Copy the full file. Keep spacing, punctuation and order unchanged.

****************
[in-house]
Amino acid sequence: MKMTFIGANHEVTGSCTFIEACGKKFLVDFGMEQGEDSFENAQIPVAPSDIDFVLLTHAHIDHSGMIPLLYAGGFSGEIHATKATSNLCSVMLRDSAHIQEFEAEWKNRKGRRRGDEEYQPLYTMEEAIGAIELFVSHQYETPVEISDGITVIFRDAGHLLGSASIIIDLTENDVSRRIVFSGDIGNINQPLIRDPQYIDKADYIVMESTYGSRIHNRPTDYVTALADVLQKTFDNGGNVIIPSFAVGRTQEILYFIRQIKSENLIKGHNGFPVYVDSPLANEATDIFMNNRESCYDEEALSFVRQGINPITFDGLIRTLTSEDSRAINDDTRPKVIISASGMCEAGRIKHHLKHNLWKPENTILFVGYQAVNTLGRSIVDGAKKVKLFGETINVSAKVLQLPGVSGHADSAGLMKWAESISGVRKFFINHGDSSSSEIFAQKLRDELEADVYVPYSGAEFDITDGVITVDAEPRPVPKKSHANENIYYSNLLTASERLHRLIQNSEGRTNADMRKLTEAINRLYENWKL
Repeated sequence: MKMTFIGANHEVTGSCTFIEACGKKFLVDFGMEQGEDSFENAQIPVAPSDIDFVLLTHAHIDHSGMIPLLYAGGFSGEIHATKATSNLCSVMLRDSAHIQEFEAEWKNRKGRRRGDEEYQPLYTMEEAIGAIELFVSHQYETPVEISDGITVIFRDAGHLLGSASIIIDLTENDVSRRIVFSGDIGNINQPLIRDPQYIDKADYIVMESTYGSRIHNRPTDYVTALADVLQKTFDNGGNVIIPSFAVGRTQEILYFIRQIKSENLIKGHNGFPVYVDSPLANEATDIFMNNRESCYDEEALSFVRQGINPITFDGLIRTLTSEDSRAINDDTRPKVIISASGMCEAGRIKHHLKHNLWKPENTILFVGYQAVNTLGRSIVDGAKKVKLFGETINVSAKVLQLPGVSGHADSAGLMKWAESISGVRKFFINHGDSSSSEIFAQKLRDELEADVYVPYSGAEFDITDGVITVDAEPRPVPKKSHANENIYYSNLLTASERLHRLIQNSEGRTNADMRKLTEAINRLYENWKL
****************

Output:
[in-house]
Amino acid sequence: MKMTFIGANHEVTGSCTFIEACGKKFLVDFGMEQGEDSFENAQIPVAPSDIDFVLLTHAHIDHSGMIPLLYAGGFSGEIHATKATSNLCSVMLRDSAHIQEFEAEWKNRKGRRRGDEEYQPLYTMEEAIGAIELFVSHQYETPVEISDGITVIFRDAGHLLGSASIIIDLTENDVSRRIVFSGDIGNINQPLIRDPQYIDKADYIVMESTYGSRIHNRPTDYVTALADVLQKTFDNGGNVIIPSFAVGRTQEILYFIRQIKSENLIKGHNGFPVYVDSPLANEATDIFMNNRESCYDEEALSFVRQGINPITFDGLIRTLTSEDSRAINDDTRPKVIISASGMCEAGRIKHHLKHNLWKPENTILFVGYQAVNTLGRSIVDGAKKVKLFGETINVSAKVLQLPGVSGHADSAGLMKWAESISGVRKFFINHGDSSSSEIFAQKLRDELEADVYVPYSGAEFDITDGVITVDAEPRPVPKKSHANENIYYSNLLTASERLHRLIQNSEGRTNADMRKLTEAINRLYENWKL
Repeated sequence: MKMTFIGANHEVTGSCTFIEACGKKFLVDFGMEQGEDSFENAQIPVAPSDIDFVLLTHAHIDHSGMIPLLYAGGFSGEIHATKATSNLCSVMLRDSAHIQEFEAEWKNRKGRRRGDEEYQPLYTMEEAIGAIELFVSHQYETPVEISDGITVIFRDAGHLLGSASIIIDLTENDVSRRIVFSGDIGNINQPLIRDPQYIDKADYIVMESTYGSRIHNRPTDYVTALADVLQKTFDNGGNVIIPSFAVGRTQEILYFIRQIKSENLIKGHNGFPVYVDSPLANEATDIFMNNRESCYDEEALSFVRQGINPITFDGLIRTLTSEDSRAINDDTRPKVIISASGMCEAGRIKHHLKHNLWKPENTILFVGYQAVNTLGRSIVDGAKKVKLFGETINVSAKVLQLPGVSGHADSAGLMKWAESISGVRKFFINHGDSSSSEIFAQKLRDELEADVYVPYSGAEFDITDGVITVDAEPRPVPKKSHANENIYYSNLLTASERLHRLIQNSEGRTNADMRKLTEAINRLYENWKL